Pasadena City Council to Conduct Three Public Hearings Monday

Published : Saturday, December 9, 2017 | 6:09 PM

Three public hearings are on the Pasadena City Council’s agenda for Monday, December 11, two of them related to accessory dwelling units.

The first public hearing relates to the designation of 545 Westgate Street, the former residence of civil rights advocate Ruby McKnight Williams, as a landmark. The house is described as a distinctive example of a Folk Victorian house and retains most of its significant character-defining features, an agenda report from the Planning and Community Development Department for Monday’s meeting showed.

Williams, a locally significant figure in the civil rights movement in Pasadena, lived in the house from about 1954 to 1999, during the most productive years of her activity, qualifying the residence for designation as a landmark under Criteria B and C, the report said.

The house was constructed in 1892 as a single-family residence and sits on an 8,764 square foot rectangular lot in a flat single-family-residential neighborhood setting in northwestern Pasadena. The present owners, Aishwarya Nukala and Andrew Lewellen, applied for landmark designation on May 1, and evaluation by City staff determined that the house qualifies.

One of the two public hearings related to accessory dwelling units is intended to amend the Zoning Code, specifically Section 17.50.275. Among the more notable recommended amendments is setting the minimum lot size for a newly constructed accessory dwelling unit to 7,200 square feet, from a prior recommendation of 5,000 square feet. The changes also set a minimum rear yard setback for a newly constructed accessory dwelling unit at 10 feet, and the minimum side yard setback the same as primary dwelling, which is 10 percent of lot width, but not less than five feet.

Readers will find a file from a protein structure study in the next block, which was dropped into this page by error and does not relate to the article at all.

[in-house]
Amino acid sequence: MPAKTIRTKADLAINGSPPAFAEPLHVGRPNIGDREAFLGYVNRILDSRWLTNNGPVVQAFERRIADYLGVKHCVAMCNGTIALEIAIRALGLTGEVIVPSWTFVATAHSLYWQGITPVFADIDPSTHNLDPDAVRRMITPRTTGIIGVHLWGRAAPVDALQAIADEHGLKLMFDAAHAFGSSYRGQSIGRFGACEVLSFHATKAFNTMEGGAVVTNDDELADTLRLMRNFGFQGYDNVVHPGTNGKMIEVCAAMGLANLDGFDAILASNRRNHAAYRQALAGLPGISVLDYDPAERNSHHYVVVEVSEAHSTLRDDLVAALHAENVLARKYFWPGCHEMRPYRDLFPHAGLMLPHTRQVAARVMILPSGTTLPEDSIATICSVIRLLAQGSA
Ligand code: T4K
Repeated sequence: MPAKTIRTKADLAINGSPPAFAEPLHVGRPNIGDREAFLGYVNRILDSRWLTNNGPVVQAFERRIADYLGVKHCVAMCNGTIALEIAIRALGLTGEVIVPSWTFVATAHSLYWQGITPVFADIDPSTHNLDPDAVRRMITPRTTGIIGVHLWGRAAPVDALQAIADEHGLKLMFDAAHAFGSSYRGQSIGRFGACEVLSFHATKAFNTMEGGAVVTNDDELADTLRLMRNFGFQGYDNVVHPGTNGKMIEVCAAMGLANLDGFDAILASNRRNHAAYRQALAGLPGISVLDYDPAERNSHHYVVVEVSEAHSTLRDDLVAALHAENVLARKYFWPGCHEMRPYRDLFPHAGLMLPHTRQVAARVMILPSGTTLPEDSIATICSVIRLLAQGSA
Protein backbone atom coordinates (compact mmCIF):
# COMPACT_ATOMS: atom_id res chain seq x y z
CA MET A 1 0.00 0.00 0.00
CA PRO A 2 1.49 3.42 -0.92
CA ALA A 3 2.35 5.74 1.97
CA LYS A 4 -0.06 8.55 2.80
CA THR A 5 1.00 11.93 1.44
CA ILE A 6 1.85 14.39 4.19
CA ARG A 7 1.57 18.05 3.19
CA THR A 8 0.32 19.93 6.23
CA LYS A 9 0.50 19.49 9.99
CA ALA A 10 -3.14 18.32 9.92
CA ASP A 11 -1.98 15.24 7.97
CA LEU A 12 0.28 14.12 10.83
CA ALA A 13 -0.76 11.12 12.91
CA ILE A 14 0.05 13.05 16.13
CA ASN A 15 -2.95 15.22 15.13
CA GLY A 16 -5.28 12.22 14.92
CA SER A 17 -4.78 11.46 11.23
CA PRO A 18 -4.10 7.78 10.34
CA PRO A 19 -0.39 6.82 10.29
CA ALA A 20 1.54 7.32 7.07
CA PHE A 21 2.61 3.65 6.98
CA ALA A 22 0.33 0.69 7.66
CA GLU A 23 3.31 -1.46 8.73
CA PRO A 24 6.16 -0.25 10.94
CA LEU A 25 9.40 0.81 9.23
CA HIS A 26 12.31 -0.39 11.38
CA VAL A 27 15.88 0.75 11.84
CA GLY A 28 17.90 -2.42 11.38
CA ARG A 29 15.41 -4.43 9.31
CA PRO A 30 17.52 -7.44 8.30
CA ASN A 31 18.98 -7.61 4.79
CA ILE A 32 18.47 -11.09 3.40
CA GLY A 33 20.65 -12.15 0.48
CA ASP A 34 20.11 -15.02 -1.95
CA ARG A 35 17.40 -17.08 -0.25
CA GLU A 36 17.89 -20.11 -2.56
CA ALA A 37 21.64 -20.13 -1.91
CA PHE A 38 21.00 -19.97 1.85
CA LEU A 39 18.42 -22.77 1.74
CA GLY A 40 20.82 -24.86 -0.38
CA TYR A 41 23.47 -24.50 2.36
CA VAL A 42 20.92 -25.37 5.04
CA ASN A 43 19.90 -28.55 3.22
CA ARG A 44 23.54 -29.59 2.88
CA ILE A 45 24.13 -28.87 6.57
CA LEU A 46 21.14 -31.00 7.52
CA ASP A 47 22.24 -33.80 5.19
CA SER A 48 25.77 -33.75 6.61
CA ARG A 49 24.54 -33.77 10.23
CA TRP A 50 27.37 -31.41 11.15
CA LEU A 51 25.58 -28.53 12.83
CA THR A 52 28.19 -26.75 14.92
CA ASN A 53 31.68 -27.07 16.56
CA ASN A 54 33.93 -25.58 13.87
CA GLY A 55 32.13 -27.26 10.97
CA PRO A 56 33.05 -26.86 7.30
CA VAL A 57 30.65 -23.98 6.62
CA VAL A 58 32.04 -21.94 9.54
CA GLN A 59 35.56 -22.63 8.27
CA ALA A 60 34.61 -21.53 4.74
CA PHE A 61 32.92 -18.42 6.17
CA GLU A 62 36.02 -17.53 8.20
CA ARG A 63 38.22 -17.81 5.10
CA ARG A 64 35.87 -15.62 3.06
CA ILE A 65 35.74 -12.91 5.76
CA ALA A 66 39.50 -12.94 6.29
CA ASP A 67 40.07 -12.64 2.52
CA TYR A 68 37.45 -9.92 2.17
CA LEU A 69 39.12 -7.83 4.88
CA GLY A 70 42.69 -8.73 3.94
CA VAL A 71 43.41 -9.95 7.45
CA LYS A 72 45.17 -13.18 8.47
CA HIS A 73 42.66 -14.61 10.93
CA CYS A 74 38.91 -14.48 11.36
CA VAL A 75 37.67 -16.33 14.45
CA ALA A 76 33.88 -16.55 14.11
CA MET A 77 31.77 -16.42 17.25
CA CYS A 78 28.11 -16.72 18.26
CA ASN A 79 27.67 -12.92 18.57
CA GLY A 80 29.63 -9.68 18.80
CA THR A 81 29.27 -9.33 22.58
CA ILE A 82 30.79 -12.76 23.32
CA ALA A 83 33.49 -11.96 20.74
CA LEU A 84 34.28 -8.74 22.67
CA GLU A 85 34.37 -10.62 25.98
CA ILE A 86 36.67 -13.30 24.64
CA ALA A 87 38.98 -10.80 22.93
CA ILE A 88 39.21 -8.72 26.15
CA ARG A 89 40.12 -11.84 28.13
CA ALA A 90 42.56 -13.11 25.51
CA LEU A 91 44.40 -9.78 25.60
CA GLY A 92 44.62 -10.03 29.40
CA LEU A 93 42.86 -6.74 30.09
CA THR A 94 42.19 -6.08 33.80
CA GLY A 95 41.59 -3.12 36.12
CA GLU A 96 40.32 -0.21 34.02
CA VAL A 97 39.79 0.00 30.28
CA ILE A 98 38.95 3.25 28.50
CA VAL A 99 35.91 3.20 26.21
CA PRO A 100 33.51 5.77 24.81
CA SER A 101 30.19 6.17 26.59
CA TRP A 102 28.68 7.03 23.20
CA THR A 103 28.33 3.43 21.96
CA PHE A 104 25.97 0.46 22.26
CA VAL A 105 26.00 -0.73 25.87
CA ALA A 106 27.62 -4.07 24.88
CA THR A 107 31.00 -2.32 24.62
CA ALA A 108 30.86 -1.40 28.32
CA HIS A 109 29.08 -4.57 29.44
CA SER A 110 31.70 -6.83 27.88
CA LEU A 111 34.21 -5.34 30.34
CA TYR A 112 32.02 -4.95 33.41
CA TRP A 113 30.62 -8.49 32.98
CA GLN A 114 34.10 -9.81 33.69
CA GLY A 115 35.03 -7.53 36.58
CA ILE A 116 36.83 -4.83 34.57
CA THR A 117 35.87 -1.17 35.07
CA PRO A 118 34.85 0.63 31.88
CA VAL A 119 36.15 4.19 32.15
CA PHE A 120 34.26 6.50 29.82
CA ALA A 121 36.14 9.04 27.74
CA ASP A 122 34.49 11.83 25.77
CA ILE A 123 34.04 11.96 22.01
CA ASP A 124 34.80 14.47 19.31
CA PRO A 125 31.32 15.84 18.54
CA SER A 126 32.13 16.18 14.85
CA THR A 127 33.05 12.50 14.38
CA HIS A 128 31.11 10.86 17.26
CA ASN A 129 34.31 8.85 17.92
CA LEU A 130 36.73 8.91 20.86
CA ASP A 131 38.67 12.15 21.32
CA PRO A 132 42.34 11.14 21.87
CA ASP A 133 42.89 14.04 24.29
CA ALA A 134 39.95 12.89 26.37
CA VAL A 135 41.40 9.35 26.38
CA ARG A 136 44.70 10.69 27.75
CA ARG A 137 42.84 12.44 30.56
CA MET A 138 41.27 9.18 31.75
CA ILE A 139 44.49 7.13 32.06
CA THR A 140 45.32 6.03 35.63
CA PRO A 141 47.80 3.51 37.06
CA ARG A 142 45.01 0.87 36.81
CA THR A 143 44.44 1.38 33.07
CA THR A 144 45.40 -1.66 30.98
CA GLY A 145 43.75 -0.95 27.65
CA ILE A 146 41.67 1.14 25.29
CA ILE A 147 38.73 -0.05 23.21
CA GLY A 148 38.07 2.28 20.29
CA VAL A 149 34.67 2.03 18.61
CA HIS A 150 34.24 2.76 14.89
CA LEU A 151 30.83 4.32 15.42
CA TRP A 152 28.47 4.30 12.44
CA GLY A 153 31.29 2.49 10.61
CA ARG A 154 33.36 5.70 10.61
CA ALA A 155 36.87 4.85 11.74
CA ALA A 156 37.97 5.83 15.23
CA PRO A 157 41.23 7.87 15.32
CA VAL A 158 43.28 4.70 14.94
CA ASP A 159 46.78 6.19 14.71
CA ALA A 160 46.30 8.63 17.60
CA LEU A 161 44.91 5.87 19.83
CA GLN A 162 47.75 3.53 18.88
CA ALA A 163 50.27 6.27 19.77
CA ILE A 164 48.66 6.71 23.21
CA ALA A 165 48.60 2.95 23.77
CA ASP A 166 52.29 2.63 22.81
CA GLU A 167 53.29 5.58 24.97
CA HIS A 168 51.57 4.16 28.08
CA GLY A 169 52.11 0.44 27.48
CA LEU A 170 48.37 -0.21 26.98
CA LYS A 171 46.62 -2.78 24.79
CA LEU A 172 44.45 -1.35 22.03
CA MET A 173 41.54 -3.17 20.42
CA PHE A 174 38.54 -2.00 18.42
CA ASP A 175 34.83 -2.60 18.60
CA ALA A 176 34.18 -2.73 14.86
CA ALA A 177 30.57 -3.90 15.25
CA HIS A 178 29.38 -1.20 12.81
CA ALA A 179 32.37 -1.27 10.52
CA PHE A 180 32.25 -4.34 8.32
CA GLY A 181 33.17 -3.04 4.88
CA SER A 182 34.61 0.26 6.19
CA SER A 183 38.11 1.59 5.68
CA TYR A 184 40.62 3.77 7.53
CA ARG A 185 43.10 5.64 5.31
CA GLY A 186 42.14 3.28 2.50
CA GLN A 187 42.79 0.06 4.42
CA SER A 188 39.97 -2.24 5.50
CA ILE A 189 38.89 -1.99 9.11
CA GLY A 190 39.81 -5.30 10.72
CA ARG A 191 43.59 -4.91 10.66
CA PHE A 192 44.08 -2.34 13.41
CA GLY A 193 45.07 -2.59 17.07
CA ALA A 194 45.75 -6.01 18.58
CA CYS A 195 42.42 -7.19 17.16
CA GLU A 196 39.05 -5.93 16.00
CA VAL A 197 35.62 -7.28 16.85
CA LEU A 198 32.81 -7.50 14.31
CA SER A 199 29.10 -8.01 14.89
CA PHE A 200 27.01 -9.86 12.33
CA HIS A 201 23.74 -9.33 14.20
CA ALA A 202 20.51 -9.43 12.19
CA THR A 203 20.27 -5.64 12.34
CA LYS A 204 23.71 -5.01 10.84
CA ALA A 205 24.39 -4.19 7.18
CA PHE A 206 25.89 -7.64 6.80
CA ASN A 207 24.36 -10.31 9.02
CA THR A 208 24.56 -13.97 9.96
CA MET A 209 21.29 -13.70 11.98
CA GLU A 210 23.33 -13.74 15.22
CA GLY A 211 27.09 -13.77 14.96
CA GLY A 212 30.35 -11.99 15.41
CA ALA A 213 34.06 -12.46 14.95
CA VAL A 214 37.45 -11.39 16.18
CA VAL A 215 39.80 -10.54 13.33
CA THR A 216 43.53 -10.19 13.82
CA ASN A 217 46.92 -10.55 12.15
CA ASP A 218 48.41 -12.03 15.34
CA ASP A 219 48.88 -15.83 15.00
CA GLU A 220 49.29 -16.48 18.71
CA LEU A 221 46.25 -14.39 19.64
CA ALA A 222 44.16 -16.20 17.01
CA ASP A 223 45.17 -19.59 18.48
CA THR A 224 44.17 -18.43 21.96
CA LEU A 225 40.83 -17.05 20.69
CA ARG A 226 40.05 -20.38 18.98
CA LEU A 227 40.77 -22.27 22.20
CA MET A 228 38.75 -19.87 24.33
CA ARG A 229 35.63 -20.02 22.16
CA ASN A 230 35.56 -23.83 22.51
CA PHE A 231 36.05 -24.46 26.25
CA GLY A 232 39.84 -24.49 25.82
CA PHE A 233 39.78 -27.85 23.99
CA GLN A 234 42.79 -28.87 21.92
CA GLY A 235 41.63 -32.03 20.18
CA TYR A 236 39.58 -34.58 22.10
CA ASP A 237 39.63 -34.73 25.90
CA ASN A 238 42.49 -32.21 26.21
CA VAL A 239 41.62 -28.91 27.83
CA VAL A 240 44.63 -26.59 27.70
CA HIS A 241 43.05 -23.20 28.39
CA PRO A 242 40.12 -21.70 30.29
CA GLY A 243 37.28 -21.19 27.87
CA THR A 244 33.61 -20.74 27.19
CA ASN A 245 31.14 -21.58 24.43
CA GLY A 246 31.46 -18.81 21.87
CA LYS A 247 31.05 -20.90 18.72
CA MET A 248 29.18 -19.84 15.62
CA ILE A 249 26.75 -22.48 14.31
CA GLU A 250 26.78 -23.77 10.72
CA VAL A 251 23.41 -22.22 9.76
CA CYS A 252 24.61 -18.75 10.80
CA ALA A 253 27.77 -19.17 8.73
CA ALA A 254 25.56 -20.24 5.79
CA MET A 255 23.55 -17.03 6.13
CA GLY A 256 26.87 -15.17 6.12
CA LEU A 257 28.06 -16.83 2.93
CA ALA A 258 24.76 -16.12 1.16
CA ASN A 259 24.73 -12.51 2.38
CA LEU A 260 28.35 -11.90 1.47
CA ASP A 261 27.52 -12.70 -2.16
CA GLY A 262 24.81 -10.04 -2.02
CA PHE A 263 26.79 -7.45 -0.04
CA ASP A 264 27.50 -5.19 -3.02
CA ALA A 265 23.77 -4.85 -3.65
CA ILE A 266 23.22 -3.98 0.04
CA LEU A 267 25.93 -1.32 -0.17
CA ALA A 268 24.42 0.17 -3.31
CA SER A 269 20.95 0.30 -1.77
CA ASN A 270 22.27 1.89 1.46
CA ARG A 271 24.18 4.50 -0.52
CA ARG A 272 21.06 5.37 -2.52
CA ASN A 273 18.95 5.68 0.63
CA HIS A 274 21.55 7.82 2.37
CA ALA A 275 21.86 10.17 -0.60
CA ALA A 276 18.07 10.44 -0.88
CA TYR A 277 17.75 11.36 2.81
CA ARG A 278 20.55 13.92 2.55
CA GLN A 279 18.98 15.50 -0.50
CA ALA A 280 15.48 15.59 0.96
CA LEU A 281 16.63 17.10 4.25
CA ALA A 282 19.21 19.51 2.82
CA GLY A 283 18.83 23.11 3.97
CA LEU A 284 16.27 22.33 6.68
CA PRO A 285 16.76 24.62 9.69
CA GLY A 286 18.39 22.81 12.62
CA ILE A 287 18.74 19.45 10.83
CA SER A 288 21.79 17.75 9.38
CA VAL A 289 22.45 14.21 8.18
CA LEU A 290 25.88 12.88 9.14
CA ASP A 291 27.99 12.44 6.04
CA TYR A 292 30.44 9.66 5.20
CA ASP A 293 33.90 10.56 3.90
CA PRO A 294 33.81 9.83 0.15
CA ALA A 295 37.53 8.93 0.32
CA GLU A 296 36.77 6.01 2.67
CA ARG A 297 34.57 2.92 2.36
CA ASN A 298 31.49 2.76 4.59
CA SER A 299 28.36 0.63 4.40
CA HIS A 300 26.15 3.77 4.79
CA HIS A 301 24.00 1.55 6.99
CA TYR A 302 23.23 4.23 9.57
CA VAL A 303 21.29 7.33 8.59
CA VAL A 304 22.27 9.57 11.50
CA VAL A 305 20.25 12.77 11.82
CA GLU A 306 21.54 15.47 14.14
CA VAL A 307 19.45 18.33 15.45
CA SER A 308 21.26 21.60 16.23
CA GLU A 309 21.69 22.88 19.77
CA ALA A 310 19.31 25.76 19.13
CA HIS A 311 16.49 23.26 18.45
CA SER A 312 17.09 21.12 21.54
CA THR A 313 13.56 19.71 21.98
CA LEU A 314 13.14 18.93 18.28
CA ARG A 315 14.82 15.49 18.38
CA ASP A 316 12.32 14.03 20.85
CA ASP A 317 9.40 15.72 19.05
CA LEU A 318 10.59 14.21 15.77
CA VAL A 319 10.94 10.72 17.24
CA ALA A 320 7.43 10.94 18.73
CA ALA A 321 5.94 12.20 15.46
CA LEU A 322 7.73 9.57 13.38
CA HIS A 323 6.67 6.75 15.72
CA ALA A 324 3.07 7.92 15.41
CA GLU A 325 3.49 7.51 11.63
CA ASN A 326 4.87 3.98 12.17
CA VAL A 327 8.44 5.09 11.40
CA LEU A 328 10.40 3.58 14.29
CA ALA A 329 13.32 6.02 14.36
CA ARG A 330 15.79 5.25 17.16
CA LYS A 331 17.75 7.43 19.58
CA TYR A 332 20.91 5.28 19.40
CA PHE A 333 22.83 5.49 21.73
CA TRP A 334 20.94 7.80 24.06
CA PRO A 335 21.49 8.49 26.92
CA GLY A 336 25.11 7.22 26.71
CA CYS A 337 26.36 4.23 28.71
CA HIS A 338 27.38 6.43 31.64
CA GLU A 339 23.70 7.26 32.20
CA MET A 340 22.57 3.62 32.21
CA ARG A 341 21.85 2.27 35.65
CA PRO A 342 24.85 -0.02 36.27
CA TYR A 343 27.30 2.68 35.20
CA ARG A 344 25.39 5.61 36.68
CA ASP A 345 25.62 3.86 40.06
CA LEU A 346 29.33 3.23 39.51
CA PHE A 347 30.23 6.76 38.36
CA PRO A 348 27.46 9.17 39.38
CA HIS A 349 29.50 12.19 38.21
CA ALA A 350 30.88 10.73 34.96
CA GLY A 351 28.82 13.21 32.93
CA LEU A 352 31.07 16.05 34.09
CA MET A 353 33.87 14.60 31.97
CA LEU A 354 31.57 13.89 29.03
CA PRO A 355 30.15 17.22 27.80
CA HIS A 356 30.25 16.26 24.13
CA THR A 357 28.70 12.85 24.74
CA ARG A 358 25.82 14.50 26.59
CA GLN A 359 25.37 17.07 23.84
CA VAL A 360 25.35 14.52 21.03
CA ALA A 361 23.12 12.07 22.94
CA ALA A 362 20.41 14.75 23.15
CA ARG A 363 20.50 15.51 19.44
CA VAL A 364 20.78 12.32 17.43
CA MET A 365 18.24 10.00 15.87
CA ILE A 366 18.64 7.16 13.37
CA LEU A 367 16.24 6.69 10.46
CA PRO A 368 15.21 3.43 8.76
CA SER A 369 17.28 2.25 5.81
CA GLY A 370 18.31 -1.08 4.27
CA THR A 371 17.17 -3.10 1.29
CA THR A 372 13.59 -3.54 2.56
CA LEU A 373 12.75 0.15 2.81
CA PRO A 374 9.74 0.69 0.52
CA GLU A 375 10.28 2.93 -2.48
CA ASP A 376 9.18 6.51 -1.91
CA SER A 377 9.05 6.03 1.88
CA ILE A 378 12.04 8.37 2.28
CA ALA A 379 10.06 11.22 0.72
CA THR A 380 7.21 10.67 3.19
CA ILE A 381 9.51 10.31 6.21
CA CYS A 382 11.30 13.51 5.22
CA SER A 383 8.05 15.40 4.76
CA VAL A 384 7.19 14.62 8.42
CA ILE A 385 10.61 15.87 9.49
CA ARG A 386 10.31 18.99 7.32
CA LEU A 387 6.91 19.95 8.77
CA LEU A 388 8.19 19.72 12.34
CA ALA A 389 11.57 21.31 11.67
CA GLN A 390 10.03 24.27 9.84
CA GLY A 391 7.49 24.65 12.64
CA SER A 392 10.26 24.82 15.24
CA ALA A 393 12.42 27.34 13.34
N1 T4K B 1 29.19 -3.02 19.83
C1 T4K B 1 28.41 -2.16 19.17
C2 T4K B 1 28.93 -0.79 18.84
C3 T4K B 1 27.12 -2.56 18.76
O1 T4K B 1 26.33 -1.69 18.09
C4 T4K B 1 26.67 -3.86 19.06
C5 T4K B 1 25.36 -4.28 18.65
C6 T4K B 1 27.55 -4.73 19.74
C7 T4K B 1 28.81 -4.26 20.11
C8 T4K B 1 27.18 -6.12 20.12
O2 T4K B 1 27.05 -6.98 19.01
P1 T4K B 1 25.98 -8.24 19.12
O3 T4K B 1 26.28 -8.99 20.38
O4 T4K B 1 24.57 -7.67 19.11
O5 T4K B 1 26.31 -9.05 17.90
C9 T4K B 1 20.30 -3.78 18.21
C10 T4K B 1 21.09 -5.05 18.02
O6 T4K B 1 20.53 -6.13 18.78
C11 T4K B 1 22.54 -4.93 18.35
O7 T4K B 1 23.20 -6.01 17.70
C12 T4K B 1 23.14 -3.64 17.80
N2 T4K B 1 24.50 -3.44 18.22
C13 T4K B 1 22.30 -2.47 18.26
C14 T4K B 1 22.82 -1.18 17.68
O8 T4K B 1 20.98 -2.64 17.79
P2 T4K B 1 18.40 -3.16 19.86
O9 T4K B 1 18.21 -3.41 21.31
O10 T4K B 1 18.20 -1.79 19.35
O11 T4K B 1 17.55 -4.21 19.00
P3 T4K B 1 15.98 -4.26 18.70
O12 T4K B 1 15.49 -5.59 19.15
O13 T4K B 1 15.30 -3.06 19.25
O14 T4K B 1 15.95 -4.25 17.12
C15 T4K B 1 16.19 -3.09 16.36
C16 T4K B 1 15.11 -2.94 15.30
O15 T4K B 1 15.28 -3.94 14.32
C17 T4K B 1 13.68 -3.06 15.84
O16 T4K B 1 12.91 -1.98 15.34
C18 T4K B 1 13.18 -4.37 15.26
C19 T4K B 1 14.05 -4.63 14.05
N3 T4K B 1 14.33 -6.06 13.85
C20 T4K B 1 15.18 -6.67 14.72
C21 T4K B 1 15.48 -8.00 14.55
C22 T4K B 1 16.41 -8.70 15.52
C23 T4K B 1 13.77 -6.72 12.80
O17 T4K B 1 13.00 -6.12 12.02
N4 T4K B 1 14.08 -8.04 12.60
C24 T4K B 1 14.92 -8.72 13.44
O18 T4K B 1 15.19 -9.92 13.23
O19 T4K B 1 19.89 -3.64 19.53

The maximum size of a newly constructed accessory dwelling unit is being set to 800 square feet or 50 percent of the size of the primary dwelling, whichever is less, according to the amendments.

On the tree preservation requirement, the amendment would require a one-for-one replacement of mature trees in a protected zone. Currently, the requirement is to comply with the City’s Tree Protection Ordinance.

The proposed amendments were taken up by the Planning Commission in a meeting in May, resulting in some additional modifications.

Finally, the last public hearing will discuss Pasadena Municipal Code amendments on development impact fees applicable to accessory dwelling units.

The recommended amendments are a result of consultations by the Planning and Community Development Department with the public and with the Planning Commission. The suggestion was to reduce certain development impact fees, specifically the Residential Impact Fee, which will be reduced to $957.30 for new and legalized accessory dwelling units.

The Traffic Reduction and Transportation Improvement Fee would also be waived for new and legalized accessory dwelling units. For covenanted affordable Accessory Dwelling Units, both fees are suggested to be waived entirely.

Public hearings at the City Council meeting usually begin around 7 p.m.

The City Council meets at City Council Chambers, Room S249 at the Pasadena City Hall.


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